Many issues concerning the fetus have also risen since these state bans have been challenged. Partial birth abortions do in fact harm the baby being aborted. According to Dr. Jean A. Wright, associate professor of pediatrics and anesthesia at the Emory University School of Medicine in Atlanta, recent research shows that the stage of development that a fetus could be a "candidate" for a partial-birth abortion (at least 20 weeks) causes the fetus to be more sensitive to pain than a full-term infant who had been through the same procedures (Johnson). Professor Robert White, Director of the Division of Neurosurgery and Brain Research Laboratory at Case Western Reserve School of Medicine, agrees. "The fetus within this time frame, 20 weeks and beyond, is fully capable of experiencing pain, " White stated (qtd. in Johnson). After analyzing the partial-birth procedure step-by-step for the subcommittee, Prof. White concluded: "...if it were done on an animal in my institution, would not make it through the institutional review process. The animal would be more protected than this child is" (qtd. in Johnson). Why would society allow doctors to murder children?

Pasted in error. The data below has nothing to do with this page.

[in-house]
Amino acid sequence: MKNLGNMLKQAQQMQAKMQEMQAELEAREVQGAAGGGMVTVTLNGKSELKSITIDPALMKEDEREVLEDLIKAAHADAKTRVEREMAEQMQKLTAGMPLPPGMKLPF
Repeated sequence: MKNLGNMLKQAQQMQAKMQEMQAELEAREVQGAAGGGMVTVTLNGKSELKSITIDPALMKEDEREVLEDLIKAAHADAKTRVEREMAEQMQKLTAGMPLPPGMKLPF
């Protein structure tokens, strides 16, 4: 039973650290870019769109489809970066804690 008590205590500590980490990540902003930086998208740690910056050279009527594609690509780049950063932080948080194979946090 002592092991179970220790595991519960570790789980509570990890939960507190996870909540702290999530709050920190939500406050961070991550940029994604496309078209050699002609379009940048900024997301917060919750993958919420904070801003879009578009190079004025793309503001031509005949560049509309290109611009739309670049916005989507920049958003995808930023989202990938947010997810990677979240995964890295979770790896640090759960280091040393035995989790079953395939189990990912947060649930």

Partial birth abortoin is not protected by Roe verses Wade. It consists of a partially born infant who deserves the constitutional rights of any other human being who is murdered and who definitely feels pain. The Ban allows for those extremely rare cases in which the procedure is needed to save the life of the mother. Why hasn't the Partial Birth Abortion Act Ban (HP 1833) been passed and enforced? It has been passed actually, twice in fact, yet is continually vetoed by President Clinton because Clinton said "it would represent an erosion of a woman's right to choose" (qtd. in Wagner). The Senate's vote occurred a week after the second veto, falling just 9 votes short (58 to 40) of the 67 required to override the President Clinton 's veto of the bill (Wagner). A national poll taken during the time of the veto found that 71% of the nation support the partial-birth-abortion ban. Of the five medical doctors who served in Congress, four voted for the bill, including the only family practitioner/gynecologist (Johnson).